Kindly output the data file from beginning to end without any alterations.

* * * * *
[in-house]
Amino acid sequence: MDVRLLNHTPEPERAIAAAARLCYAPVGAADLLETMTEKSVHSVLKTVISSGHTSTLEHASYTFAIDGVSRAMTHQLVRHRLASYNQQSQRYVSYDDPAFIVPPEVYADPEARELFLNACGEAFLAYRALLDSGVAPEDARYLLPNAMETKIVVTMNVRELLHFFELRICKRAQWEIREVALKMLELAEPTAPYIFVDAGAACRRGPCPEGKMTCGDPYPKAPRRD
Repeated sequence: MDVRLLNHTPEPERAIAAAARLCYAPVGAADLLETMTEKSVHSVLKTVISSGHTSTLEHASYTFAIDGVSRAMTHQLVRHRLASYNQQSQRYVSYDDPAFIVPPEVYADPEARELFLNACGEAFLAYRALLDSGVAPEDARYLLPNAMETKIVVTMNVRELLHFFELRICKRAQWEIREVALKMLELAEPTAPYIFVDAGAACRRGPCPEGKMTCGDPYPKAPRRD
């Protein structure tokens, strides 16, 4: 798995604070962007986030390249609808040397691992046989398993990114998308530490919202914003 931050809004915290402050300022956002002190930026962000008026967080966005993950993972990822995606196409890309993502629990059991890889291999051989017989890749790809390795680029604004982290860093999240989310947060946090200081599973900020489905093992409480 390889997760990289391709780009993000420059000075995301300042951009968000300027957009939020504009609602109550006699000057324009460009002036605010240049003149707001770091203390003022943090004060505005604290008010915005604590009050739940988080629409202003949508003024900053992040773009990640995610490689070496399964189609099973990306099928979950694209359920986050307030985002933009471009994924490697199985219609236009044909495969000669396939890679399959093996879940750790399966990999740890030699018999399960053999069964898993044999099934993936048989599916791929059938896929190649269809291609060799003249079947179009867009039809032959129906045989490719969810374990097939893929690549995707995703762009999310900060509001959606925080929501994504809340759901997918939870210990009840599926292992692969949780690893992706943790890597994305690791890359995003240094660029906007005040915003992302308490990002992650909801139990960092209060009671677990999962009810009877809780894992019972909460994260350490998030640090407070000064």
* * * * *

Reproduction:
[in-house]
Amino acid sequence: MDVRLLNHTPEPERAIAAAARLCYAPVGAADLLETMTEKSVHSVLKTVISSGHTSTLEHASYTFAIDGVSRAMTHQLVRHRLASYNQQSQRYVSYDDPAFIVPPEVYADPEARELFLNACGEAFLAYRALLDSGVAPEDARYLLPNAMETKIVVTMNVRELLHFFELRICKRAQWEIREVALKMLELAEPTAPYIFVDAGAACRRGPCPEGKMTCGDPYPKAPRRD
Repeated sequence: MDVRLLNHTPEPERAIAAAARLCYAPVGAADLLETMTEKSVHSVLKTVISSGHTSTLEHASYTFAIDGVSRAMTHQLVRHRLASYNQQSQRYVSYDDPAFIVPPEVYADPEARELFLNACGEAFLAYRALLDSGVAPEDARYLLPNAMETKIVVTMNVRELLHFFELRICKRAQWEIREVALKMLELAEPTAPYIFVDAGAACRRGPCPEGKMTCGDPYPKAPRRD
């Protein structure tokens, strides 16, 4: 798995604070962007986030390249609808040397691992046989398993990114998308530490919202914003 931050809004915290402050300022956002002190930026962000008026967080966005993950993972990822995606196409890309993502629990059991890889291999051989017989890749790809390795680029604004982290860093999240989310947060946090200081599973900020489905093992409480 390889997760990289391709780009993000420059000075995301300042951009968000300027957009939020504009609602109550006699000057324009460009002036605010240049003149707001770091203390003022943090004060505005604290008010915005604590009050739940988080629409202003949508003024900053992040773009990640995610490689070496399964189609099973990306099928979950694209359920986050307030985002933009471009994924490697199985219609236009044909495969000669396939890679399959093996879940750790399966990999740890030699018999399960053999069964898993044999099934993936048989599916791929059938896929190649269809291609060799003249079947179009867009039809032959129906045989490719969810374990097939893929690549995707995703762009999310900060509001959606925080929501994504809340759901997918939870210990009840599926292992692969949780690893992706943790890597994305690791890359995003240094660029906007005040915003992302308490990002992650909801139990960092209060009671677990999962009810009877809780894992019972909460994260350490998030640090407070000064």